The wording of the confession is very specific, very intentional. We confess the depth of our sin. We confess our broken relationship with God. We have sinned against him and thought, word, and deed. We violated the commandments defining our relationship with God, and the ones defining our relationships with other people. This is not what our sinful nature wants to do. "What good deed must I do to save myself? Can't I make this fear go away on my own?" Jesus still doesn't say, "It's okay, you did the best that you could." He answers the question. "All you have to be is perfect."

Well, that's not all that Jesus preaches, is it? Along with Jesus call for perfection is his call for repentance (Matthew 4:17). The beginning of repentance is confession of our sin. And the cry of repentance is "Lord, have mercy!" We turn to Jesus for mercy because there is nowhere else to turn. We cannot turn to ourselves because all that we find there is our failure to live up to God's perfect demand. But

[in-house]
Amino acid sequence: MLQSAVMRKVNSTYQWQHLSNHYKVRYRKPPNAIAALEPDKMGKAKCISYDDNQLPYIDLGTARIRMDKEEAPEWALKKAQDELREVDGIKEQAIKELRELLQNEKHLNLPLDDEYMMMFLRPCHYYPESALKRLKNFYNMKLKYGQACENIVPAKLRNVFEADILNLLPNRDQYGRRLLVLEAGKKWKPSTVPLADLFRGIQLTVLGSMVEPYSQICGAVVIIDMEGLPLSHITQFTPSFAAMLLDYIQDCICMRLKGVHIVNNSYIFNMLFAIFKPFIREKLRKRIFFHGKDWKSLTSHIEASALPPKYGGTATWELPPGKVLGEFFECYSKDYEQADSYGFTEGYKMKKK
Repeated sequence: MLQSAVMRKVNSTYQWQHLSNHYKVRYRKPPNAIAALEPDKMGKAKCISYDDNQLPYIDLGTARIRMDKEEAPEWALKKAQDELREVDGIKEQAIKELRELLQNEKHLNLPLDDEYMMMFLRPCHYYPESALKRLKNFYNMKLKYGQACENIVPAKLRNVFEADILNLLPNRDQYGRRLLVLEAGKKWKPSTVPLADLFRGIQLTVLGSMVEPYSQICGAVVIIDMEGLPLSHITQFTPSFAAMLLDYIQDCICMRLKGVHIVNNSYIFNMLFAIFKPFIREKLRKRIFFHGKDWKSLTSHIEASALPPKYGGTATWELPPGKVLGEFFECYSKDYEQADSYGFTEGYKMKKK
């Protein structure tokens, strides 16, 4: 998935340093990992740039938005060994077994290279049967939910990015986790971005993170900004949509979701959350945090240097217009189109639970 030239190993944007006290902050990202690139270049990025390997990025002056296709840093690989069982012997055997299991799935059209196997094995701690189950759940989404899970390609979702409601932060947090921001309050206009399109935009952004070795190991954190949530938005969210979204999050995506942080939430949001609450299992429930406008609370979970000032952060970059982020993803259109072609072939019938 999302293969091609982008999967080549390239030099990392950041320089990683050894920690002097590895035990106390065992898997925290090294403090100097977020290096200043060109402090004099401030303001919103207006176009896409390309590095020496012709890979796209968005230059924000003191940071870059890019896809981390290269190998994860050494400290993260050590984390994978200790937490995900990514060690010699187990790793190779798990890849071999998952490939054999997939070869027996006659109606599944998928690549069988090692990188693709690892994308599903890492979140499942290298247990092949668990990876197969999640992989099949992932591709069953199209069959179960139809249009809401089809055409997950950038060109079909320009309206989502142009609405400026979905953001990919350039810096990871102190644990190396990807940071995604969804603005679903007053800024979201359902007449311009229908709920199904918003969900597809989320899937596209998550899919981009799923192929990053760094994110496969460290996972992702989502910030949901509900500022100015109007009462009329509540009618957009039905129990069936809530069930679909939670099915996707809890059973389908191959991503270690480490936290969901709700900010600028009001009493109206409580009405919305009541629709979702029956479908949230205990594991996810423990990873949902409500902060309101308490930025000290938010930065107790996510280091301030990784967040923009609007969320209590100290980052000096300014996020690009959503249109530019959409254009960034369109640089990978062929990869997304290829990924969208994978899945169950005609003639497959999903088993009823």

Almighty God in his mercy has given his son to die for you and for his sake forgives you all your sins.

There is no "do the best you can" in God's pronouncement of forgiveness. There is no good deed done to gain eternal life. There is only God's mercy given to repentant sinners. Given for the sake of Jesus.

Jesus' demand for perfection is a demand he takes up himself. He lives his life loving his neighbors and his enemies. He gives himself completely for the sake of those who need what he has to give. He prays for those who are killing him. He turns his cheek to them and allows his beard to be pulled out and the crown of thorns to be smashed into his scalp. The depth of his love is unmistakable. It carries him to live a life for the sake of the people of the world. It carries him to die the death that all sinners deserve, but he does not. He goes to the cross in love. And in love he bears the sins of the whole world.